Disembodied or Pure Individual Mind
105(1)
Resurrection
106(5)
Judaism
106(1)
Islam
107(1)
Christianity
108(3)
Reincarnation
111(5)
Hinduism
111(1)
Buddhism
112(2)
Christianity
114(1)
Western Philosophy
115(1)
Mystical Union
116(3)
Hinduism
116(1)
Taoism
117(1)
Buddhism
118(1)
Western Philosophy
118(1)
Conclusions
119(1)
References
119(3)
Bases for Afterlife Belief
122(23)
``After-Death.Com'' and Life Everlasting
122(1)
The Argument from Theology
123(1)
The Argument from Morality
123(2)
The Argument from Globalism
125(1)
The Argument from Human Development
126(4)
Irenaean Theodicy
126(2)
Bergson's Elan Vital
128(2)
The Argument from Parapsychological Phenomena
130(4)
Past Life
130(1)
Near Death Experiences
131(1)
Deathbed Visions
131(1)
Apparitions and Materializations
132(1)
Out-of-Body Experiences
133(1)
Messages from the Dead and the Beyond
134(1)
Conclusions
134(4)
References
138(3)
PART III Voluntary Death
Introduction: Quinlan, Perlmutter, Cruzan
141(4)
Conceptual Issues in Suicide and Euthanasia
145(16)
Garrett Hardin and the Profile of Suicide
145(2)
Suicide: The Problem of Definition
147(2)
Self-Sacrificial Deaths
147(1)
Coerced Deaths
148(1)
Euthanasia
149(1)
Definition: Narrow and Broad Interpretations
150(1)
Killing vs. Allowing to Die
151(5)
A Distinction with a Difference?
154(1)
Yes (Narrow Interpretation)
154(1)
No (Broad Interpretation)
155(1)
Voluntary and Nonvoluntary Decisions
156(2)
Voluntary Decisions
157(1)
Nonvoluntary Decisions
157(1)
Conclusions
158(1)
References
159(2)
History and Contemporary Opinion
161(18)
Suicide as an Office to God, Neighbor, Self: Plato and Aristle
161(1)
Suicide as Rational: The Stories
162(1)
Suicide as Sinful: Augnustne and Aquinas
163(1)
Suicide as Beneficial to Self and Others: Hume
164(2)
``On Suicide''
165(1)
Suicide as Violating Moral Responsibility: Kant
166(3)
The Argument from Free Will
166(1)
The Argument from Human Nature
167(1)
The Argument from Autonomy
168(1)
Argument from Divine Will
168(1)
Suicide as a Social Utility: Bentham and Mill
169(2)
Assisted Suicide: The Contemporary Picture
171(4)
Physician Assistance
171(1)
World Legal Opinion
172(1)
U.S. Public and Professional Opinion
172(2)
Initiatives and Legislation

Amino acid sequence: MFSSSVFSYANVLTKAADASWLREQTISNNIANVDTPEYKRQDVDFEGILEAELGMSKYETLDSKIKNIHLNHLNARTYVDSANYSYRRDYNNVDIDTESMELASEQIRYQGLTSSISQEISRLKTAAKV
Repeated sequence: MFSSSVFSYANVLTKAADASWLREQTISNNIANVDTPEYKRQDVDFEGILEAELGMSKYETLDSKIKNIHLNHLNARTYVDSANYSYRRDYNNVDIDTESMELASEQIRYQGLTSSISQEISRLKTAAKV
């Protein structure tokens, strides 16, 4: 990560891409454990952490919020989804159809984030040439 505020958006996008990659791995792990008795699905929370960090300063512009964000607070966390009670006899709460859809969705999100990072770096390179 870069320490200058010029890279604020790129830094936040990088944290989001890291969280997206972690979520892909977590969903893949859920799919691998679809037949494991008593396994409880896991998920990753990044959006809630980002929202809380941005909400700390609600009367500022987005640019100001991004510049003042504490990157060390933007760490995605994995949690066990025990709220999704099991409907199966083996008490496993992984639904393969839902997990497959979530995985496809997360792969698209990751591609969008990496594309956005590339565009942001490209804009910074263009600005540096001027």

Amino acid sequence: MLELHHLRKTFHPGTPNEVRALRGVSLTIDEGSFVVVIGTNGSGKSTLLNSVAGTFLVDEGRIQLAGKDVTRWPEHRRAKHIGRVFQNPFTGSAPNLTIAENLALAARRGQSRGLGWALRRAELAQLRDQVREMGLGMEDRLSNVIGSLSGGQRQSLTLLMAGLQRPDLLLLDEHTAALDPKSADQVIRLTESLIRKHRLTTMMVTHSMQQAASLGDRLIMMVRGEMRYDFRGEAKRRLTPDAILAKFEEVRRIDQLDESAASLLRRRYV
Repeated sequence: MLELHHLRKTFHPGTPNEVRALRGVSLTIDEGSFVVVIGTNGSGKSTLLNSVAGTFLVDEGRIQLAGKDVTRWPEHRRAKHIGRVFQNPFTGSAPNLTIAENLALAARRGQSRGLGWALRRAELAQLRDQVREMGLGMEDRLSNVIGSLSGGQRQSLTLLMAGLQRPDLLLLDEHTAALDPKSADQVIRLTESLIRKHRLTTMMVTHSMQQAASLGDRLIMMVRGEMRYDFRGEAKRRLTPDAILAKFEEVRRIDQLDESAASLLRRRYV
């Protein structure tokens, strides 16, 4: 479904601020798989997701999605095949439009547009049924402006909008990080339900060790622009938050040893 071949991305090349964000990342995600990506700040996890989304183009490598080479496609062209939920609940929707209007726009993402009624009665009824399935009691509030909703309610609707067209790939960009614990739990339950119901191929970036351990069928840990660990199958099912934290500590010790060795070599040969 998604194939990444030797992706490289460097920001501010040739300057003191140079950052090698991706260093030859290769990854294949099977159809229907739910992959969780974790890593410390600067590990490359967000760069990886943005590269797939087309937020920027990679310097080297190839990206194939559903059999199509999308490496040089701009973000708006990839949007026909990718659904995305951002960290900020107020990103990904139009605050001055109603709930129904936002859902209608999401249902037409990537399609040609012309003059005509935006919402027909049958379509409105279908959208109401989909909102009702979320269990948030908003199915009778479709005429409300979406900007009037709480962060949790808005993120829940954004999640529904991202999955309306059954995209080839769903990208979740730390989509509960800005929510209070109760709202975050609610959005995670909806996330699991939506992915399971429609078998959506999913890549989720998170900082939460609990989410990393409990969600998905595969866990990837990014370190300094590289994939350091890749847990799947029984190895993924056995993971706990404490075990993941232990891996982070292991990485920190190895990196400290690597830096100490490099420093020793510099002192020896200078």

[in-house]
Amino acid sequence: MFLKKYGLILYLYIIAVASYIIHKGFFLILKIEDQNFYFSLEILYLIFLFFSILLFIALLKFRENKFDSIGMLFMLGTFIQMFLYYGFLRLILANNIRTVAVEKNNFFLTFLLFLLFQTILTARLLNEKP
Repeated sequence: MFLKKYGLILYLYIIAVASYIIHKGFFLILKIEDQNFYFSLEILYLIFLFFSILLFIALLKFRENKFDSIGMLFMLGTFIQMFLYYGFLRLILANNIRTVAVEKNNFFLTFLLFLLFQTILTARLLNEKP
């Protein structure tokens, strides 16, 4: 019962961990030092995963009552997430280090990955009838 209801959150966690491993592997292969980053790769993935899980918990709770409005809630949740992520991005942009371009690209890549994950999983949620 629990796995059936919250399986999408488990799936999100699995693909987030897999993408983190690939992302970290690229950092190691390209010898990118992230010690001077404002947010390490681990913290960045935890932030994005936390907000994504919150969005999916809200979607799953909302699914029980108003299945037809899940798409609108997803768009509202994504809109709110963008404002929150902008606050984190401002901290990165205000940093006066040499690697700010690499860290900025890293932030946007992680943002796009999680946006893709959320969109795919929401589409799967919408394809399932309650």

174(1)
Oregon's Death with Dignity Act
174(1)
Conclusions
175(1)
References
176(3)
Individual Morality
179(18)
The Assisted Death of Velma Howard
179(1)
Principles
180(8)
Utility/Happiness
180(4)
Respect for Persons
184(2)
Natural Law
186(2)
Virtue
188(5)
Conclusions
193(1)
References
194(3)
Social Policy and Law
197(17)
Gonzales v. Oregon
197(1)
Individual Rights
198(5)
Human Rights
199(2)
Welfare Rights
201(2)
Equality
203(3)
The General Welfare
206(4)
State Paternalism
206(1)
Self-Regarding vs. Other-Regarding I rtues and Vices
207(1)
The Case for Indirect Harm
208(1)
The Case Against Indirect Harm
208(2)
Conclusions
210(1)
References
211(3)
Futile Treatment and the Duty to Die
214(18)
The Case of Helga Wanglie
214(1)
Medical Futility: Physician Beneficence v Patient Autonomy
215(2)
Arguments for Limiting Patient Autonomy
217(2)
Professionalism
217(1)
Responsible Stewardship
218(1)
Arguments Against Limiting Patient Autonomy
219(3)
Physician Bias
219(1)
Uncertain Prognoses/Mistaken Diagnoses
220(1)
Lack of Social Consensus
220(1)
Social Contract
221(1)
The Duty to Die
222(6)
From Patient to Family-Centered Bioethics: The Ideas of John Hardwig
224(2)
Hardwig's Critics
226(1)
Logical Problems
226(1)
Practical Problems
227(1)
Conclusions
228(1)
References
229(3)
Conclusion: Life, Death, and Meaning
232(22)
Death Gives Meaning to Life
233(4)
Death as Necessary for Life
233(1)
Death as Part of the Life Cycle
234(1)
Death as Ultimate Affirmation
235(1)
Death as Motive to Commitment and Engagement
235(1)
Death as Stimulus to Creativity
236(1)
Death as Socially Useful
236(1)
The Meaning of Life
237(3)
Theistic
238(1)
Non-Theistic
239(1)
Progress and Meaning
240(4)
Self-Consciousness and Freedom
240(1)
Science
241(1)
Critics of Progress
242(1)
Schopenhauer
242(1)
Von Hartmann
242(1)
Nietzsche
243(1)
Criticism of the Western Conception of ``Progress''
243(1)
The Challenge of Nihilism
244(1)
Responses to Nihilism
245(4)
Refusal or Rejection
245(1)
Acceptance
245(2)
Affirmation
247(2)
The Examined Life, Death, and Meaning
249(5)
Index 254